The Lima region had a memorable 2019, including two visits from the Commander-in-Chief, the federal sentencing of a former sheriff and several unfortunate deaths.
Let’s review the year’s top stories, as chosen by the reporters and editors of The Lima News.
1. Trump visits region
President Donald Trump made five visits to Ohio in 2019, and two of them were to the Lima region. On March 20, he toured the Joint Systems Manufacturing Center in Lima. He followed that up with a Sept. 22 visit to Wapakoneta, along with Australian Prime Minister Scott Morrison, for the opening of the new Pratt Industries’ $500 million paper mill and corrugated box factory.
Trump received a warm welcome each time, given the region’s strong Republican voting history.
Trump boasted about his administration’s investments in the military during his visit.
“‘You said ‘we’re closing,’ and I said, ‘no, we’re not,’” Trump told the crowd. “And now, you’re doing record business, the job you do is incredible, and I’m thrilled to be here in Ohio with the hard-working men and women of Lima! This is some tank plant. There is nothing like it in the world. You make the finest equipment in the world. You really know what you’re doing.”
Trump used the Wapakoneta trip to tout foreign investments in the U.S., such as the Australian-backed new plant in Wapakoneta.
“There’s never been a better time to buy, invest and build in the United States,” Trump said during the stop.
2. Crish sentenced
Sam Crish’s downfall from respected Allen County sheriff to federal inmate 65708-060 was completed Nov. 18, when he reported to Federal Correctional Institution McDowell Camp in Welch, W.Va., a medium-security federal prison.
On March 4, the eight-year former sheriff pleaded guilty to taking tens of thousands of dollars in bribes from people arrested in prostitution stings. He admitted to hiring a woman as a jail nurse based on interest-free loans to Crish, who previously admitted he had a gambling problem.
On Sept. 26, Crish received a 136-month sentence, or more than 11 years, on two counts of extortion, two counts of soliciting a bribe and one count of making a false statement. He also owes $606,221 in restitution.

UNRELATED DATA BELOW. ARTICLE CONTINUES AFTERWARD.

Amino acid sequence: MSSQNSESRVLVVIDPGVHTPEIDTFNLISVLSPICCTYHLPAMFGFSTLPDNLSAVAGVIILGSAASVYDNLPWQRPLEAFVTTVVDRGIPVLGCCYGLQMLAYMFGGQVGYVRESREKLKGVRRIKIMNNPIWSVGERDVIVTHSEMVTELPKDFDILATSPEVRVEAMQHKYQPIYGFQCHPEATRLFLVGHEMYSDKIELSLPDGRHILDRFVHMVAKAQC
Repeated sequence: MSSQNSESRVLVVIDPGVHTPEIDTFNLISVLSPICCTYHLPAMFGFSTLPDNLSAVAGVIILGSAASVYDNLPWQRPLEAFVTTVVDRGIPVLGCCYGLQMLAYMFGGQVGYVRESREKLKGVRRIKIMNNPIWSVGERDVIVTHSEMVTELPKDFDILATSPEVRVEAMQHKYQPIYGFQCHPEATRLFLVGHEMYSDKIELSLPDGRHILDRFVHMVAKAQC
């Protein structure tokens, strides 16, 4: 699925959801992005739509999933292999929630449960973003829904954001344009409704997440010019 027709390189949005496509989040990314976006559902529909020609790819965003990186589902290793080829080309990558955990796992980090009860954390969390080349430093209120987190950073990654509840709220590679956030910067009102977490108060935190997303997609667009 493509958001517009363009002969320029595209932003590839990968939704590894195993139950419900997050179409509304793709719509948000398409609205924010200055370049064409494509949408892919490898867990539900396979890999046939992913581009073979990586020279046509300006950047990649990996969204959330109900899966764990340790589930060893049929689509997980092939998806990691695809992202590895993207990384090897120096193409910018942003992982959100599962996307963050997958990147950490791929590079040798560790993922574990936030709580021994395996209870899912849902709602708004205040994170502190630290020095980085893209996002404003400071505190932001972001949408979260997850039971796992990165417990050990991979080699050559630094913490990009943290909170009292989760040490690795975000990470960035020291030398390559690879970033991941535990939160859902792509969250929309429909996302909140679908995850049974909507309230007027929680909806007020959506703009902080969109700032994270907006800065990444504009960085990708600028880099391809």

“I do admit to what I’ve done; I don’t blame anyone else, and I don’t use gambling as an excuse,” Crish said in court. “I’ve created a lot of damage, and I feel awful about that. I am going to make every effort to pay that money back and to try and make this better than it is now.”
3. Fatal police chase
Four Allen County Sheriff’s Office employees were cleared of any wrongdoing by a Van Wert County grand jury in the shooting death of 46-year-old Terry Pierce Jr., who led officers on a two-county, nearly two-hour chase and threatened to injure others.
Pierce spent much of the Sept. 3 chase talking with dispatchers and deputies via 911 calls, which were released after the incident that included a chase down U.S. 30. At one point, Pierce talked about ramming a school bus with a stolen semi rig and harming others if officers didn’t back away from the pursuit.
Four SWAT team members — Sgt. Josh Bayer, Det. Corey Hanjora and deputies Justin Kirk and Barry Friemoth — fired their weapons in the chase. They were placed on paid administrative leave before returning to work once the grand jury cleared them Oct. 17.
“However unfortunate, the decisions made and actions taken by my deputies during this incident saved innocent lives,” Allen County Sheriff Matt Treglia concluded.
4. Tornado hits region